If you've recently stopped in at the Target at The District in Tustin, you might have seen the not-so-subtle signage: They're closing it from July 12-16 to do a store makeover, reopening July 17th.
Now you might think to yourself, "This Target's barely a few years old and already a remodel?" Yes, Virginia, there is CEO with grand visions of change. In a bid to cater to customer wants, Target has slowly been converting its stores to offer fresh foods. The company is spending roughtly $1 billion to remodel about 340 stores this year.
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It's competitor, Walmart, also has plans to get in even deeper into the grocery game. The retail giant, which has traditionally boasted stores that sprawl 100,000 square feet, will start opening smaller stores with a foot print as small as 20,000 square feet with a focus on groceries.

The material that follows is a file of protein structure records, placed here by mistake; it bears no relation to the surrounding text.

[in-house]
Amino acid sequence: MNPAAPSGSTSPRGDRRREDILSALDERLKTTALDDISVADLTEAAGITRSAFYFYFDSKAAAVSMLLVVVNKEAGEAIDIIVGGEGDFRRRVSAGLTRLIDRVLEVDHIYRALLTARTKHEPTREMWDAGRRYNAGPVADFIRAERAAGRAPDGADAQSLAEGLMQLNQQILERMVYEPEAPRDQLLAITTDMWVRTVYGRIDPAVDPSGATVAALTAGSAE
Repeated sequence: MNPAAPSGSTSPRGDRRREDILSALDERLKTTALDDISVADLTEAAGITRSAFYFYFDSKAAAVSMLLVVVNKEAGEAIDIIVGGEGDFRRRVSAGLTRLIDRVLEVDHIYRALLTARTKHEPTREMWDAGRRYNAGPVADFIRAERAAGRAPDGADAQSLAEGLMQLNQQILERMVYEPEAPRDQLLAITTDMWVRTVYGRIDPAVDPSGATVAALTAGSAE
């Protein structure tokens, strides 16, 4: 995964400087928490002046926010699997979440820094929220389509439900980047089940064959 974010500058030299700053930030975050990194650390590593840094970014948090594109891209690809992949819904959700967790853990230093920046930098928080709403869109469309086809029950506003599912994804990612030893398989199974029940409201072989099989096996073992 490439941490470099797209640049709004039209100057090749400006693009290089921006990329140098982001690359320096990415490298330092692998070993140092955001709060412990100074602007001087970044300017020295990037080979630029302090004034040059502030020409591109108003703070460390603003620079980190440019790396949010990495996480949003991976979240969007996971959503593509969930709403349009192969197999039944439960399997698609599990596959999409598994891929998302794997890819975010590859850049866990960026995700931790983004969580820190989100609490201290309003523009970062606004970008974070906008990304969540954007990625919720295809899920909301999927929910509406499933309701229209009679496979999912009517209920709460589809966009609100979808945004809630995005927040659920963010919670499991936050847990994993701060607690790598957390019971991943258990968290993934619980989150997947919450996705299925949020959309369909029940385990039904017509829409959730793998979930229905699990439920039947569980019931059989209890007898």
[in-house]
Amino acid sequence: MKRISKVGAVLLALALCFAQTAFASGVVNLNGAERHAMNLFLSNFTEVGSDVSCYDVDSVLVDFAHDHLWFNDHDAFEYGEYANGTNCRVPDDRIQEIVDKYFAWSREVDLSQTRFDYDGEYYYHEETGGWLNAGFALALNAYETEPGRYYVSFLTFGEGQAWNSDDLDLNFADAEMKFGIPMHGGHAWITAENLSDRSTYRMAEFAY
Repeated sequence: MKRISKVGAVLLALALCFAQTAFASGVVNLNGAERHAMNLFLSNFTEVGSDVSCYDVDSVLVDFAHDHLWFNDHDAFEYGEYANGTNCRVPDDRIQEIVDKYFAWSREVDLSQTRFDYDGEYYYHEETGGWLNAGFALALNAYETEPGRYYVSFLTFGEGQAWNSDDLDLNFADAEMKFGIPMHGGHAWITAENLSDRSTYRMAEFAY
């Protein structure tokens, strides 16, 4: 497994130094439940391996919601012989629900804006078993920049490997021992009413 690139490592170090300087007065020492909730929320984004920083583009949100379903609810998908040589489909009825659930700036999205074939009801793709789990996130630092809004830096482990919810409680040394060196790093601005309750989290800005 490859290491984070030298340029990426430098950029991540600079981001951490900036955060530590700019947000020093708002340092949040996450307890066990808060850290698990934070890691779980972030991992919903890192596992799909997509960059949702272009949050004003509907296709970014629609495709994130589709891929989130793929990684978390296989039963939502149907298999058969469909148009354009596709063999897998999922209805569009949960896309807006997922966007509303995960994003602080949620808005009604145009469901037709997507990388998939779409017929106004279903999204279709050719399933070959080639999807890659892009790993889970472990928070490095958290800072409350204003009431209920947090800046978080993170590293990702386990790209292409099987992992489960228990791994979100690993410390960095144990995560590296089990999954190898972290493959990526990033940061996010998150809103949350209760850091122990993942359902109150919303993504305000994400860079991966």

The figures don't lie: grocery sales make up a bulk of Target and Walmart's sales.
So what does Target consider "fresh food"? Check out other Targets around the area and you'll see that it means fruits mostly, which is featured front-and-center at the gateway of their new grocery area like a homing beacon. The concept has already been rolled at select stores like this one (see above pic) a few blocks away in Irvine, which has had their fresh food section installed for more than a few months.
Also offered are packaged beef, ground chicken, and other essentials like eggs, butter and bacon.